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Algorithms and circuits for truly wearable physiological monitoring

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Title: Algorithms and circuits for truly wearable physiological monitoring
Authors: Casson, AJ
Rodriguez-Villegas, E
Item Type: Conference Paper
Abstract: Truly wearable physiological sensors, monitoring for example breathing or the electroencephalogram (EEG), require accurate and reliable algorithms for the automated analysis of the collected signal. This facilitates real-time signal interpretation and reduces the burden on human interpreters. It is well known that to reduce the total device power in many physiological sensors the automated analysis is best carried out using dedicated circuits in the sensor device itself, rather than transmitting all of the raw data and using an external system for the processing. To allow the physiological sensor to operate from the physically smallest batteries and energy harvesters new algorithms optimized for low power operation are thus required. This results in designers being presented with new trade-offs between the algorithm performance (for example the number of correct detections of an event and the number of false detections) and the power consumption of the circuit implementation. This presentation explores the state-of-the-art algorithms and circuits for use in these situations, drawing on particular examples from algorithms and circuits for use in breathing monitoring and EEG analysis.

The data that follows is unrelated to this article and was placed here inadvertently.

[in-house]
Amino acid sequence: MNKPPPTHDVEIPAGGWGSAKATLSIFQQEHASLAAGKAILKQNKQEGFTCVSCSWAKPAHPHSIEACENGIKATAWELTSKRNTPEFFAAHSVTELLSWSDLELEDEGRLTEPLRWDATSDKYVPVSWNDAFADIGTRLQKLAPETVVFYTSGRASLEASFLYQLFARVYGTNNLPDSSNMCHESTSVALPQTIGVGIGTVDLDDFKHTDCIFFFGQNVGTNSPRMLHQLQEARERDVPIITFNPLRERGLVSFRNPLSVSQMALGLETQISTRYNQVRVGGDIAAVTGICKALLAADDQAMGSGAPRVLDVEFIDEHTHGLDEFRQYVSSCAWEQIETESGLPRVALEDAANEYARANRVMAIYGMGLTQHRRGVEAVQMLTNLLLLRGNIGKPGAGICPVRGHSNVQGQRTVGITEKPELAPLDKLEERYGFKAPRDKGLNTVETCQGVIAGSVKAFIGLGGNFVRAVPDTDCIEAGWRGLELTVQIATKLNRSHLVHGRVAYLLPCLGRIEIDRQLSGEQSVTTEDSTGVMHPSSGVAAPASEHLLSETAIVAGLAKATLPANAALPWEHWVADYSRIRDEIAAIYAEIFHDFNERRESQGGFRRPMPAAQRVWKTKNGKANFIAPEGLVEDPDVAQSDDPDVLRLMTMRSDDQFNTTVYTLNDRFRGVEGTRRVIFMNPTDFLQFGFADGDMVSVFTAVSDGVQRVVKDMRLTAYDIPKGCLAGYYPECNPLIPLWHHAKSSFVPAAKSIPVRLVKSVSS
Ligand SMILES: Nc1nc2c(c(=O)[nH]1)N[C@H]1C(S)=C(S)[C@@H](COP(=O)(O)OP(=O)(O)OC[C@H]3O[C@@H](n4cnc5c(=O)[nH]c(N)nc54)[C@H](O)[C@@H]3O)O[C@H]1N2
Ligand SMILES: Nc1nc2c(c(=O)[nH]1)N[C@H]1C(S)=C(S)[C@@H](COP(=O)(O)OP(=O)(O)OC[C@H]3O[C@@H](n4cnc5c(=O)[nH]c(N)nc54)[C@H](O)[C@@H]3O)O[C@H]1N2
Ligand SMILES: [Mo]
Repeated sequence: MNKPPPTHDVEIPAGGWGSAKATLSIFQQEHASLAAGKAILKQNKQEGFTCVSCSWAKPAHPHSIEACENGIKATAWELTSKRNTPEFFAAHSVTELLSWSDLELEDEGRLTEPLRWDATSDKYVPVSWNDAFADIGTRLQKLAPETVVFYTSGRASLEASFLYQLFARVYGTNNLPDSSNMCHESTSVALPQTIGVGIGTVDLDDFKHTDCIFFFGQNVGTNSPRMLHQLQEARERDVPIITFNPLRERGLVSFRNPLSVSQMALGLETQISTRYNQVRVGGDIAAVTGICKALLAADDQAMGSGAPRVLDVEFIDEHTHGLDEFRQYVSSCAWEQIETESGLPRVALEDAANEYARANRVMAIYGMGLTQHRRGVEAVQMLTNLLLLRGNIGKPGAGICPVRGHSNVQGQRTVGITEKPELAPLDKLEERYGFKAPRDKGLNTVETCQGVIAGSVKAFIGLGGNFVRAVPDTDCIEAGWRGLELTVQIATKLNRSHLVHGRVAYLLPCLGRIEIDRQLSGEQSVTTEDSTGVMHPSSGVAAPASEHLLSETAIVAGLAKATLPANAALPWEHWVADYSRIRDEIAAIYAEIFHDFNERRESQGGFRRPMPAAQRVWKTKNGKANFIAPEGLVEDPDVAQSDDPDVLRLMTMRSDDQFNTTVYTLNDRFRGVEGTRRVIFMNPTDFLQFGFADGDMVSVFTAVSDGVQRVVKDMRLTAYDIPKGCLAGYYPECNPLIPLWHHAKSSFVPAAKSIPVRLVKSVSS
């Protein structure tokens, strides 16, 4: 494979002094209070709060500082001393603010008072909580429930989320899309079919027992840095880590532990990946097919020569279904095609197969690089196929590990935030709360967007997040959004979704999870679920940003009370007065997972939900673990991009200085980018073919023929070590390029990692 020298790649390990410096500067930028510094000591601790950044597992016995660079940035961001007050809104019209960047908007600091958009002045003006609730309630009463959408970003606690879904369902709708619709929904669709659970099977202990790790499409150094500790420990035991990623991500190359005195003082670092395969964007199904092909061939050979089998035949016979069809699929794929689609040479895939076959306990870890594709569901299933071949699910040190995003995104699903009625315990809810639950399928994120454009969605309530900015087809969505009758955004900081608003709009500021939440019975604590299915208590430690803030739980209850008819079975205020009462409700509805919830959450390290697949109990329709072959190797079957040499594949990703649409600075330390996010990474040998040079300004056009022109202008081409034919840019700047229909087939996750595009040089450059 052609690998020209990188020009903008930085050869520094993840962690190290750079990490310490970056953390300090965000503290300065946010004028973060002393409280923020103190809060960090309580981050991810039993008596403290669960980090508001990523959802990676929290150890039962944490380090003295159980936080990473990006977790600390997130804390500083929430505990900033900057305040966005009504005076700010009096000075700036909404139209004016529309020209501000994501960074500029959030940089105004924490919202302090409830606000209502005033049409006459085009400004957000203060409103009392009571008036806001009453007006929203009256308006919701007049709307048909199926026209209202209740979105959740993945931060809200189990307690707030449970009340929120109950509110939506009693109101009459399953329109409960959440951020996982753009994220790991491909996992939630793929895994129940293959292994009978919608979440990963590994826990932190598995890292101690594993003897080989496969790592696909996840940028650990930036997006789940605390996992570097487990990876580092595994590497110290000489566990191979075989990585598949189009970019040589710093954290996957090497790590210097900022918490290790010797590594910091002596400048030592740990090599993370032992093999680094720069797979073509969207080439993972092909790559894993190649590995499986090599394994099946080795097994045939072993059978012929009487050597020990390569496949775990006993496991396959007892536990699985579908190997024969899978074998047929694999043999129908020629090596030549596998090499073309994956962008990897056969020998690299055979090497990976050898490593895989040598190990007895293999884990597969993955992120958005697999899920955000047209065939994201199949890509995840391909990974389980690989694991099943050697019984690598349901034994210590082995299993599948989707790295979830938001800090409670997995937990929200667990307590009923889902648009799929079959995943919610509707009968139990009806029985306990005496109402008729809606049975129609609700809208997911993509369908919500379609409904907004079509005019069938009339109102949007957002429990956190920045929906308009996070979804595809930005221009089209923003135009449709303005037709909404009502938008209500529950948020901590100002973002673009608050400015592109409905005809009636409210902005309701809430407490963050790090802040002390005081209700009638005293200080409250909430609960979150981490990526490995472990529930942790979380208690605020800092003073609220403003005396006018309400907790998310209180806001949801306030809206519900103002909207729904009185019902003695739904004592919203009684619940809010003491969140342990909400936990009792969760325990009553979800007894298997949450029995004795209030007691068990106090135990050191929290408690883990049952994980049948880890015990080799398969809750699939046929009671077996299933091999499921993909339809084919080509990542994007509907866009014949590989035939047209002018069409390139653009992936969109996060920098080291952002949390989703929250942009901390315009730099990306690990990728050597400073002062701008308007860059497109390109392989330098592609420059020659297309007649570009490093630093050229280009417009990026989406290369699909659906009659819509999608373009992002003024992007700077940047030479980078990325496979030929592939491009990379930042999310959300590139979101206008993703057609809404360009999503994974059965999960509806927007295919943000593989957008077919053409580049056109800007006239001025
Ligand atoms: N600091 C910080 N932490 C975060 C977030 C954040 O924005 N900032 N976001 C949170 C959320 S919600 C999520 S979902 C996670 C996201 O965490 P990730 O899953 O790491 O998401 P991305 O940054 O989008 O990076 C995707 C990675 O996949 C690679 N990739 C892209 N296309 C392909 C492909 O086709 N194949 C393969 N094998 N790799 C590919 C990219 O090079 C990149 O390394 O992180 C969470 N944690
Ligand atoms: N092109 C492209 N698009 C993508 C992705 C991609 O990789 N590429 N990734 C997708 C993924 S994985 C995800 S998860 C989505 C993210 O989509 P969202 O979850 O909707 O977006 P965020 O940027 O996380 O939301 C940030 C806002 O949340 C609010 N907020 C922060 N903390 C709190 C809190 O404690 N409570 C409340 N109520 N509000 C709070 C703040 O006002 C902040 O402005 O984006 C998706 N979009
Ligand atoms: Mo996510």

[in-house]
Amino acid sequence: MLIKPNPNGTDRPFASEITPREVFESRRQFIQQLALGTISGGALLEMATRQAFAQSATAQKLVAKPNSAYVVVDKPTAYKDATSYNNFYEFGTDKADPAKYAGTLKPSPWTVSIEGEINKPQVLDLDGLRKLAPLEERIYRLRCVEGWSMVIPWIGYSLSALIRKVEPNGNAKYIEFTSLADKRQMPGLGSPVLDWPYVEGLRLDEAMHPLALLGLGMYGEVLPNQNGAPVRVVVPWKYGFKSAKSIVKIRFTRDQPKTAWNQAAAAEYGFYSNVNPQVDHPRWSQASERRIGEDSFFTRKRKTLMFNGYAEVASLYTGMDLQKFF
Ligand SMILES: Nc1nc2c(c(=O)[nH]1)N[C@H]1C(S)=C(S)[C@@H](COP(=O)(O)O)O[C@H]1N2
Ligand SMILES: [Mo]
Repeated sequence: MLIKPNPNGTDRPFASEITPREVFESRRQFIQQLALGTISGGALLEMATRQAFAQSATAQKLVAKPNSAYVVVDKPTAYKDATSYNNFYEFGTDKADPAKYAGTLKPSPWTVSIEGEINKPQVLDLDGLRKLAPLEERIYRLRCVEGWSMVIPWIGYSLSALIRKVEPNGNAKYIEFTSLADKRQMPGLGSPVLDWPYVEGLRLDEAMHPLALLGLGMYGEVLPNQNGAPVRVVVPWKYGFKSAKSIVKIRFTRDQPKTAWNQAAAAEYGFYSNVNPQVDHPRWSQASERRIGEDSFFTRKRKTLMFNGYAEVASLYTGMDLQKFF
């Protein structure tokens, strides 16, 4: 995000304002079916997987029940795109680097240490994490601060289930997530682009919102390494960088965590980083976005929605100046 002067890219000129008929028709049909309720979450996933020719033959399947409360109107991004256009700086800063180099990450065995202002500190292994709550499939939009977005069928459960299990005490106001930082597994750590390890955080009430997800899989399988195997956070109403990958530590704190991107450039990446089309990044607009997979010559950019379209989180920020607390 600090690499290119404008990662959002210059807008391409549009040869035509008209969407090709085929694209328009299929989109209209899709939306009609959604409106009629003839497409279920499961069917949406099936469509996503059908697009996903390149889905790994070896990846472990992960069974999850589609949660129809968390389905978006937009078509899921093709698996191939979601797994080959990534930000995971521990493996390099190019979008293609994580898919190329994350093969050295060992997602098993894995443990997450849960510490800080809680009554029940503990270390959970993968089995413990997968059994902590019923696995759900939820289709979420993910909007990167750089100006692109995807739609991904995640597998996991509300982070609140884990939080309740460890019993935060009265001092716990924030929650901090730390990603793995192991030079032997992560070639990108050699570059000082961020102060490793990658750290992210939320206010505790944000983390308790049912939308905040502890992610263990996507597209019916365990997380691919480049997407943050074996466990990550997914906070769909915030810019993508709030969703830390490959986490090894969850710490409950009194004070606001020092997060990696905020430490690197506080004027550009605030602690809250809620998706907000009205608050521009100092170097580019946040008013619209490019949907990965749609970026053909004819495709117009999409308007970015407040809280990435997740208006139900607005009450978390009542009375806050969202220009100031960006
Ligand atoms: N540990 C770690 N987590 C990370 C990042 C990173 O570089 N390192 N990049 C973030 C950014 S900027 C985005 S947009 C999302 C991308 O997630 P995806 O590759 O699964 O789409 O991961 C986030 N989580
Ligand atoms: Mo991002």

Content Version: Accepted version
Issue Date: 30-Sep-2011
URI: http://hdl.handle.net/10044/1/8984
Publisher Link: http://embc2011.embs.org/
Publisher: IEEE
Presented At: 33rd international conference of the IEEE Engineering in Medicine and Biology Society
Copyright Statement: © 2011 IEEE. Personal use of this material is permitted. Permission from IEEE must be obtained for all other users, including reprinting/ republishing this material for advertising or promotional purposes, creating new collective works for resale or redistribution to servers or lists, or reuse of any copyrighted components of this work in other works.
Conference Location: Boston
Appears in Collections:Circuits and Systems